Tuesday, November 9, 2010

Finally Back!

I spent this weekend celebrating my grandfather's 90th birthday and it was lovely!! The only downside is that several family members asked how my blogging was going. I sheepishly admitted I have been lazy. So no more. New goal: posting at least 2 times per week. I will continue to debate about putting pictures up - at least about cooking (The Pedant and I hate taking pictures of food at restaurants: it's rude).

OK - a small update since August: We've been cooking a lot! Not much terribly new - we did make some great meals but nothing really out of the ordinary. I am excited that the weather is FINALLY cooling down and I can make more wintry foods like soups, casseroles, roasted vegetables, etc.

Last week I made a black bean and butternut squash chili. the recipe came from NPR's The Splendid Table's weekly newsletter. It came out really well. I personally love chilis. I also love sweet and spicy foods.

Also, I have a new project one day. My Aunt M. is an EXCELLENT baker. There is a cake from HER Aunt, that is a chocolate cake. It is a really rich chocolate cake with freshly made whipped cream and a chocolate "frosting." My mom makes the cake also and it is incredibly tasty. It has always intimidated me since it is a 2 step process and you have to add the chocolate sauce on top of the whipped cream. I really enjoy baking and have always wanted to have the time and space to bake (and the willpower to not eat everything as it comes out of the oven). When I was home this weekend Aunt M. showed me how to make this cake (well, the chocolate sauce that is the hardest part) and has now told me it's time for me to bake it. She also chastised me for not owning a 9x13 metal baking pan. So now i have a project. Anyone want a tasty chocolate cake??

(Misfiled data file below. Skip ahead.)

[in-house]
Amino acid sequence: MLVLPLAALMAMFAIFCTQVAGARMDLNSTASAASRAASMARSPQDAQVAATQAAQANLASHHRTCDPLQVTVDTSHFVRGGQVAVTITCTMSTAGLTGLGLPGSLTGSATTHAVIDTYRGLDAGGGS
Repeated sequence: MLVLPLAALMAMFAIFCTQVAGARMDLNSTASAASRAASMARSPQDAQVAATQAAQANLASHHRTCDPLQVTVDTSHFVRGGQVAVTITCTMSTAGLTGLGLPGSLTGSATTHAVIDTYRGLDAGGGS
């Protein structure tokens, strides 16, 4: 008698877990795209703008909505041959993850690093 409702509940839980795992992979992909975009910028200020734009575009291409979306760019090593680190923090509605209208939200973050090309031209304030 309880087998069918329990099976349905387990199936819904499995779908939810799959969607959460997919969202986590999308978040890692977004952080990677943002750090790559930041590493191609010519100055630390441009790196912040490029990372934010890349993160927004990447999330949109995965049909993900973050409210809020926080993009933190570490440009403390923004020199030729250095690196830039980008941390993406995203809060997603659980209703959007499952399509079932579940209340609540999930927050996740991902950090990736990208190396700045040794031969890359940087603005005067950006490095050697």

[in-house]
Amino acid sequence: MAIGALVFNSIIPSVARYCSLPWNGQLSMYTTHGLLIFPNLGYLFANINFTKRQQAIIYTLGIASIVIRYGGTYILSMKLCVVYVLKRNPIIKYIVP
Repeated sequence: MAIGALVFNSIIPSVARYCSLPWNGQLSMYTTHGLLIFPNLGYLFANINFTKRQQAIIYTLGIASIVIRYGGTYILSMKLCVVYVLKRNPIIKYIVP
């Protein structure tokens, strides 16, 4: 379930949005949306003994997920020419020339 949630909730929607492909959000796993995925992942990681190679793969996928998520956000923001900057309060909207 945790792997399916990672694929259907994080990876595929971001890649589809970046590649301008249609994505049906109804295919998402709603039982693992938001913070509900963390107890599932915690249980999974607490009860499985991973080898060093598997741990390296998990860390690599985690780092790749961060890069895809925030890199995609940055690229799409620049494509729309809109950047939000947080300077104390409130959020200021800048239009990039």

Wednesday, August 4, 2010

Cooking Night

Last night was a night of cooking. I sadly, didn't take pictures, but maybe will one day! Not only did I make dinner (with The Pedant!), but I also made soup and zucchini bread and TP made mac and cheese.

Mac and Cheese (times 2)